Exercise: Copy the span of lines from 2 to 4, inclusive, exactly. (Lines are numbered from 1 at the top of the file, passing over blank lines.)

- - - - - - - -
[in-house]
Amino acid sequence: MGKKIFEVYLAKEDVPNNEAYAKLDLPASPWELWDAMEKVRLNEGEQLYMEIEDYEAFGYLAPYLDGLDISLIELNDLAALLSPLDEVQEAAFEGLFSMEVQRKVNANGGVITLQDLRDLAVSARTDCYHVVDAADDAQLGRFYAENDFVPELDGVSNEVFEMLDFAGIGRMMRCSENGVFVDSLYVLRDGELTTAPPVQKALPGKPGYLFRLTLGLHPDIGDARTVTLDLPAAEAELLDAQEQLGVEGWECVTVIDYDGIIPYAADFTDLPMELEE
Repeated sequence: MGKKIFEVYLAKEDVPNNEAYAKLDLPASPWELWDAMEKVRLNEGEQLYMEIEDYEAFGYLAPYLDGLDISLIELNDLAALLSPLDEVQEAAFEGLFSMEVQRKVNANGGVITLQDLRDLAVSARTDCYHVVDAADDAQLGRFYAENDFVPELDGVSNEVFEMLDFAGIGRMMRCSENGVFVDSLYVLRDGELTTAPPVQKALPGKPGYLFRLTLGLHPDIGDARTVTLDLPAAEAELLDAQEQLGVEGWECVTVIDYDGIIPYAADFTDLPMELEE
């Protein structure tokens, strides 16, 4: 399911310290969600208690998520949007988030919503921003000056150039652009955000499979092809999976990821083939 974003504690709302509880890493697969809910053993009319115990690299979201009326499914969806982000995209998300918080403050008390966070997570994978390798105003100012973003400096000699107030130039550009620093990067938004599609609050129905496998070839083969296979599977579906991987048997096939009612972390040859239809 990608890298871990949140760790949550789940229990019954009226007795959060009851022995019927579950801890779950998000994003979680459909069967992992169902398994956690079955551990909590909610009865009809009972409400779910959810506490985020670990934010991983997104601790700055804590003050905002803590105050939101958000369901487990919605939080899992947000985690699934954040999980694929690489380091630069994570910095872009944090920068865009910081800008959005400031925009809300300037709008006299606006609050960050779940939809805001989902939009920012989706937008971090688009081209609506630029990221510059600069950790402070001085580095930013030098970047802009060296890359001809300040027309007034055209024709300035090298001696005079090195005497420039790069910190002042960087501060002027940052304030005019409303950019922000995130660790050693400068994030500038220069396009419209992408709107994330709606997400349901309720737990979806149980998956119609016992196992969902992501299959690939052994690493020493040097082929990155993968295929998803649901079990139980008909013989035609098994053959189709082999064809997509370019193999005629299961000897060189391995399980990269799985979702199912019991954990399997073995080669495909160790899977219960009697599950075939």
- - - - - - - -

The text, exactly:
Amino acid sequence: MGKKIFEVYLAKEDVPNNEAYAKLDLPASPWELWDAMEKVRLNEGEQLYMEIEDYEAFGYLAPYLDGLDISLIELNDLAALLSPLDEVQEAAFEGLFSMEVQRKVNANGGVITLQDLRDLAVSARTDCYHVVDAADDAQLGRFYAENDFVPELDGVSNEVFEMLDFAGIGRMMRCSENGVFVDSLYVLRDGELTTAPPVQKALPGKPGYLFRLTLGLHPDIGDARTVTLDLPAAEAELLDAQEQLGVEGWECVTVIDYDGIIPYAADFTDLPMELEE
Repeated sequence: MGKKIFEVYLAKEDVPNNEAYAKLDLPASPWELWDAMEKVRLNEGEQLYMEIEDYEAFGYLAPYLDGLDISLIELNDLAALLSPLDEVQEAAFEGLFSMEVQRKVNANGGVITLQDLRDLAVSARTDCYHVVDAADDAQLGRFYAENDFVPELDGVSNEVFEMLDFAGIGRMMRCSENGVFVDSLYVLRDGELTTAPPVQKALPGKPGYLFRLTLGLHPDIGDARTVTLDLPAAEAELLDAQEQLGVEGWECVTVIDYDGIIPYAADFTDLPMELEE
């Protein structure tokens, strides 16, 4: 399911310290969600208690998520949007988030919503921003000056150039652009955000499979092809999976990821083939 974003504690709302509880890493697969809910053993009319115990690299979201009326499914969806982000995209998300918080403050008390966070997570994978390798105003100012973003400096000699107030130039550009620093990067938004599609609050129905496998070839083969296979599977579906991987048997096939009612972390040859239809 990608890298871990949140760790949550789940229990019954009226007795959060009851022995019927579950801890779950998000994003979680459909069967992992169902398994956690079955551990909590909610009865009809009972409400779910959810506490985020670990934010991983997104601790700055804590003050905002803590105050939101958000369901487990919605939080899992947000985690699934954040999980694929690489380091630069994570910095872009944090920068865009910081800008959005400031925009809300300037709008006299606006609050960050779940939809805001989902939009920012989706937008971090688009081209609506630029990221510059600069950790402070001085580095930013030098970047802009060296890359001809300040027309007034055209024709300035090298001696005079090195005497420039790069910190002042960087501060002027940052304030005019409303950019922000995130660790050693400068994030500038220069396009419209992408709107994330709606997400349901309720737990979806149980998956119609016992196992969902992501299959690939052994690493020493040097082929990155993968295929998803649901079990139980008909013989035609098994053959189709082999064809997509370019193999005629299961000897060189391995399980990269799985979702199912019991954990399997073995080669495909160790899977219960009697599950075939």